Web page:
AP Art History goes to the Getty


Trinity Taylor

Sophomores Sophia Munoz and Stella Feingold enjoying the Getty’s courtyard. Munoz comments, “They [the statues] are so delicate and how the hair looks and the facial structures, how soft the men’s faces are and how their lips look are really inspirational to me.”
“Tablet with Instructions for the Deceased in the Underworld” found in Rome, Italy in 100-200 AD. The tablet is made up of pure gold. Photo: Trinity Taylor
“Head of Tiberius” by an unknown artist. Constructed with marble, depicting Roman emperor Tiberius who ruled from AD 14-37. The Getty conservators revived the nose and chin in 2013. Photo by: Trinity Taylor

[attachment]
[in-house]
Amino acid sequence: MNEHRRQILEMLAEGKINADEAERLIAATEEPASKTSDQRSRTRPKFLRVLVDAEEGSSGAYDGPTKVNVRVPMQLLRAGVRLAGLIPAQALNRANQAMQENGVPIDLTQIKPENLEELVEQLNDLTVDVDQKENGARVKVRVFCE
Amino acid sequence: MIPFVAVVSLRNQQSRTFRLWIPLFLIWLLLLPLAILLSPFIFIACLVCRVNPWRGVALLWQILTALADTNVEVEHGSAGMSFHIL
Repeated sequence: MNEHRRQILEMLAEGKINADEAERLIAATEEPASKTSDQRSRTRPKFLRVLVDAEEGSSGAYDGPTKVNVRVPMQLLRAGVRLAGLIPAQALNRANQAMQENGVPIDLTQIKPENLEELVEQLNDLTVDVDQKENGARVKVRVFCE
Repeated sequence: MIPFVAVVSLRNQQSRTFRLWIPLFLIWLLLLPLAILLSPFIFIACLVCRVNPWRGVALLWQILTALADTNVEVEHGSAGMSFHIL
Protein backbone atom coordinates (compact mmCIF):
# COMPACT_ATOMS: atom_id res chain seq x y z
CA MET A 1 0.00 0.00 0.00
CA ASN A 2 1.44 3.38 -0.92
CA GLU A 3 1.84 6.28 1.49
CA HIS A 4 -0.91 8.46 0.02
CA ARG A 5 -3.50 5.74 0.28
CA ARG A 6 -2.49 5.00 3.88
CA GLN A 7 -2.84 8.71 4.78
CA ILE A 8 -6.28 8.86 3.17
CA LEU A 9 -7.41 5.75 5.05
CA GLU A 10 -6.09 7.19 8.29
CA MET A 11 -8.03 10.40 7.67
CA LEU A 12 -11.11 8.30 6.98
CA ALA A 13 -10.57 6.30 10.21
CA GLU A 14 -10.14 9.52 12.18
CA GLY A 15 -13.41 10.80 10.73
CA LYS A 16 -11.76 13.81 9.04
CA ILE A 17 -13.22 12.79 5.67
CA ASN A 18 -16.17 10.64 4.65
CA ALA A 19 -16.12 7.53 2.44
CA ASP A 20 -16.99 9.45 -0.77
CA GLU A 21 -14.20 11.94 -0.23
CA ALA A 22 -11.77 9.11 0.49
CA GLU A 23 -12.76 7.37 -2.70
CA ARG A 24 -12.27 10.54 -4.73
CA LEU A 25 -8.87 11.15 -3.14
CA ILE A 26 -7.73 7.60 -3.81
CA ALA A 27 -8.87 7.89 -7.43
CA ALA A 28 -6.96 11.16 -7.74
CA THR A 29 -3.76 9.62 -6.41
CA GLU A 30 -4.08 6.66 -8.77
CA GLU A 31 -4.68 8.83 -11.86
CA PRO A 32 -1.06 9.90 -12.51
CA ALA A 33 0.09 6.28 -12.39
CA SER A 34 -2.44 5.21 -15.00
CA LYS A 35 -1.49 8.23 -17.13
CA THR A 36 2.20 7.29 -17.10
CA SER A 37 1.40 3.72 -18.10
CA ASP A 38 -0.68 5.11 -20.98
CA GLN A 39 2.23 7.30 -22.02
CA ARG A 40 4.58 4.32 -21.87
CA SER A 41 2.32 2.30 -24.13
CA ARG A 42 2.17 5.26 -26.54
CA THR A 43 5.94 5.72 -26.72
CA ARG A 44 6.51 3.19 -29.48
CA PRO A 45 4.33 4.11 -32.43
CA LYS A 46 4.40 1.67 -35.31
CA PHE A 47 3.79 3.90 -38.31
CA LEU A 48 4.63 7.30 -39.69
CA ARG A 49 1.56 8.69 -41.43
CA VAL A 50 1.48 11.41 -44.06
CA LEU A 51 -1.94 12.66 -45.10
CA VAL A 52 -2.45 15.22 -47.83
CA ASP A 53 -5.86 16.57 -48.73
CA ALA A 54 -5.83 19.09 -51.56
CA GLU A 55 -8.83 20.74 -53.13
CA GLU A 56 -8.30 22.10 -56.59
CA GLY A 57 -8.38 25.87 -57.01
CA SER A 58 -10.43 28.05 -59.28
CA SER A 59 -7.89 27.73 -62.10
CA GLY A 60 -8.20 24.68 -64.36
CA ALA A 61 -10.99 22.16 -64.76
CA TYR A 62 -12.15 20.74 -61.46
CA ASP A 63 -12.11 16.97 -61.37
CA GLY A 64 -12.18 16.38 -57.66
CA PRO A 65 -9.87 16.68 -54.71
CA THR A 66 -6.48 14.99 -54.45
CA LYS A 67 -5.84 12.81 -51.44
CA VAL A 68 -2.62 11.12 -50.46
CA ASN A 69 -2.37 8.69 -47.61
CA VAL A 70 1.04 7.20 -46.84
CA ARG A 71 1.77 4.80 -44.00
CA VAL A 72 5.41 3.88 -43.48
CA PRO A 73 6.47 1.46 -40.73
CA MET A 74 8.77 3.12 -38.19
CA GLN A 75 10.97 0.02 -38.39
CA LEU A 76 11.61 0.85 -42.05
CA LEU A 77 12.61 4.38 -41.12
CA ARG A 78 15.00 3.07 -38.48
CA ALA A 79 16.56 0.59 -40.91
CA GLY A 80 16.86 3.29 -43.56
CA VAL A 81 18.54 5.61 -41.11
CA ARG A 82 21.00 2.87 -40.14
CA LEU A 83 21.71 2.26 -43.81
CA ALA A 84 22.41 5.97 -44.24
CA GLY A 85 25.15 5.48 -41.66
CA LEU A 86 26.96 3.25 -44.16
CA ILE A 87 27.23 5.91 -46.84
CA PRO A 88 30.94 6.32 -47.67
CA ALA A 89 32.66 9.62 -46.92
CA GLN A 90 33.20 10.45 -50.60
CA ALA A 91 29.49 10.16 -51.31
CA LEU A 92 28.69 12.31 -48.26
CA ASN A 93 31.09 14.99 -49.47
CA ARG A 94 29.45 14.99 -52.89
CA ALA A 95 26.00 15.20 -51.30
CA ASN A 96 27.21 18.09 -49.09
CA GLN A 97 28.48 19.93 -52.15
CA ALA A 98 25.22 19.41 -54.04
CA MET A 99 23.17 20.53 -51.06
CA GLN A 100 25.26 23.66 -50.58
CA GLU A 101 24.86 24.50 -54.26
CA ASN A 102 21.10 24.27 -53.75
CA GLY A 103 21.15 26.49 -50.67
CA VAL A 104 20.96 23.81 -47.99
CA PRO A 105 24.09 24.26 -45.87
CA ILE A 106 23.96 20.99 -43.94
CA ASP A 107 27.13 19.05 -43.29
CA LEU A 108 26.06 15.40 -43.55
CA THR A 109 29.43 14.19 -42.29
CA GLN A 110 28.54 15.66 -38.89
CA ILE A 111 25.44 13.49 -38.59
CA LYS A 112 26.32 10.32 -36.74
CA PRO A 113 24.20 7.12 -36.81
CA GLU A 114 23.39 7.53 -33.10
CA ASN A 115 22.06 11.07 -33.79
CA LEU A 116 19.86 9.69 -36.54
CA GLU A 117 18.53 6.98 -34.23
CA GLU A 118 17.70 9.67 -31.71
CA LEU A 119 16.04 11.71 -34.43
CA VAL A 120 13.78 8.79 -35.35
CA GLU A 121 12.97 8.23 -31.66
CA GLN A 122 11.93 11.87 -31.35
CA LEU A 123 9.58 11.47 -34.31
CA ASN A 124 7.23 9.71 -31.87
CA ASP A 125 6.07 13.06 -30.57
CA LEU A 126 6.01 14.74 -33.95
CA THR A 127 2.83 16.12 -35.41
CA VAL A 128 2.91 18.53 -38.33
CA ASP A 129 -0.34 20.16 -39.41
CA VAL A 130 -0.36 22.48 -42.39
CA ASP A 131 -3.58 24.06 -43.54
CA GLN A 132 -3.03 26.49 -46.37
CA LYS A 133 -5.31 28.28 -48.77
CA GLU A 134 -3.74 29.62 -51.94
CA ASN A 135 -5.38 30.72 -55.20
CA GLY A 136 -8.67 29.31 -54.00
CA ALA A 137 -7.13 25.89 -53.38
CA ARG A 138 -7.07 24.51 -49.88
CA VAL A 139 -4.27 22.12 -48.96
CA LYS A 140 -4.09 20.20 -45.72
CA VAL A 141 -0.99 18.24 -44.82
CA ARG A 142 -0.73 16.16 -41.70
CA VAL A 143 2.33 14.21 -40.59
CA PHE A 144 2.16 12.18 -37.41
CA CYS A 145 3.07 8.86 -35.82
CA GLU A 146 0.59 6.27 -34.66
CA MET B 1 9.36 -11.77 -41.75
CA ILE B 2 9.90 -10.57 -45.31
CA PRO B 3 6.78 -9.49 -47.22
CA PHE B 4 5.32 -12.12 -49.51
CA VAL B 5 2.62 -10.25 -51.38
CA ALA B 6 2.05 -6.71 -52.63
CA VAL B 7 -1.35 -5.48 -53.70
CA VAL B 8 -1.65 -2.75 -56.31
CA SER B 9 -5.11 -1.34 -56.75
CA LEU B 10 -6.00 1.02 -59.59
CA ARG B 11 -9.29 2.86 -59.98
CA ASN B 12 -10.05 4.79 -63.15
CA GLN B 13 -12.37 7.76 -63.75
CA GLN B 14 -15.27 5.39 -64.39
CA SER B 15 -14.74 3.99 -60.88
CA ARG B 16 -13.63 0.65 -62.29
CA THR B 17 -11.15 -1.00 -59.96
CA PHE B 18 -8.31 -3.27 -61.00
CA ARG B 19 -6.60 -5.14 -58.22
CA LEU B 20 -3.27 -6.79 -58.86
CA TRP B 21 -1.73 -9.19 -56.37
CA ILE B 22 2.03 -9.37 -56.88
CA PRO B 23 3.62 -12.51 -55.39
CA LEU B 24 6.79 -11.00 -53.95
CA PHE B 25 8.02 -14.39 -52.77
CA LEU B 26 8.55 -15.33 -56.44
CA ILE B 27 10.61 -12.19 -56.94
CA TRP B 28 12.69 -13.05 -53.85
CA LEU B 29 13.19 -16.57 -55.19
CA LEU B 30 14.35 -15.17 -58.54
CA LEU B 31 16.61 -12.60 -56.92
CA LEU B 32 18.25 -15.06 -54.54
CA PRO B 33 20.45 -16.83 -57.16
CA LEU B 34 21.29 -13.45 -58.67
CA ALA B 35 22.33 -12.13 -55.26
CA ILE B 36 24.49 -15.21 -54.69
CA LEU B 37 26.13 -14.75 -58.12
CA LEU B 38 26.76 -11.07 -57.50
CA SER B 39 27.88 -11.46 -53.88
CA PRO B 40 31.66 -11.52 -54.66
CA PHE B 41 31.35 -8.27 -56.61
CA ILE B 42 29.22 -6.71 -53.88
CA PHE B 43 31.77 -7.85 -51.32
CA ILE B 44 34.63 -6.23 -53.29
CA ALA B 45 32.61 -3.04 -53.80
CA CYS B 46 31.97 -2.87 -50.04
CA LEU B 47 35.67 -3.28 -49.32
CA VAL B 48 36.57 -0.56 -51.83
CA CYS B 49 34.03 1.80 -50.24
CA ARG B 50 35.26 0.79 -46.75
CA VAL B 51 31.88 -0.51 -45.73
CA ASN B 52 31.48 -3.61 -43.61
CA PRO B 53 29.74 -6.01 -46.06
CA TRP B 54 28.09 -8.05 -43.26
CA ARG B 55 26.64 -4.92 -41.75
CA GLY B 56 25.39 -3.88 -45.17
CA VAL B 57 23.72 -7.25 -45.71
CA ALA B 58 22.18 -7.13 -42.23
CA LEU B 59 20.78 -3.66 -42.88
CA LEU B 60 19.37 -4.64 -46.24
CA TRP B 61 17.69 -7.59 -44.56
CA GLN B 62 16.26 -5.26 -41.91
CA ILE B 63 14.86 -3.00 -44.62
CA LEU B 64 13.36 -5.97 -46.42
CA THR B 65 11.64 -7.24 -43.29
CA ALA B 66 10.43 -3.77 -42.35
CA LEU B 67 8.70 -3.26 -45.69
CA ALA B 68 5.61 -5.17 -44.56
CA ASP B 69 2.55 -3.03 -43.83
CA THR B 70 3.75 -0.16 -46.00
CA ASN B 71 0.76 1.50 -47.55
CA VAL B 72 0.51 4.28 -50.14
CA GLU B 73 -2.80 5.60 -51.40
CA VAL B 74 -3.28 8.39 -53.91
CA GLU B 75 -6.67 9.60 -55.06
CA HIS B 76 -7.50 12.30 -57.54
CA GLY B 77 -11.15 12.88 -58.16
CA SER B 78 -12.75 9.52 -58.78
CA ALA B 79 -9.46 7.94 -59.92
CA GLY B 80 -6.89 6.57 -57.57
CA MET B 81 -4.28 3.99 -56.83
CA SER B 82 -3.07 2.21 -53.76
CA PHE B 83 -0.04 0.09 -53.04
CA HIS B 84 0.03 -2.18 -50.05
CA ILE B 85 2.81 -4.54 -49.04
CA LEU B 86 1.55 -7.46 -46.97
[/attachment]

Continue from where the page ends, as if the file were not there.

“Sarcophagus Panel with Endymion and Selene” by an unknown artist. The sculpture, made of marble, was created in Rome in about 210 AD. Selene, goddess of the moon, fell in love with mortal, Endymion. Endymion was granted eternal sleep so Selene could be with him forever. The sculpture first depicts her stepping from her chariot to see her lover in the night and then shows her departing at dawn. Photo by: Trinity Taylor
Sophomore Sofia Munoz admiring the fine art at the Getty. Photo by: Trinity Taylor
“Muse,” a battered up marble statue that stands about three feet from 200 AD ancient Rome. Photo by: Trinity Taylor
Senior Carlos Aviles admiring ancient gravestones. Photo by: Trinity Taylor
The Getty courtyard, replicated after old Italian villas from 78 AD. Photo by: Trinity Taylor
“Boast of a Man Wearing a Military Cloak” by an unknown artist. Photo by: Trinity Taylor
Juniors Olivia Jacobson, Bella Young, Gabby Sheldon and Mia Collins squading up to explore the Getty. Photo by: Trinity Taylor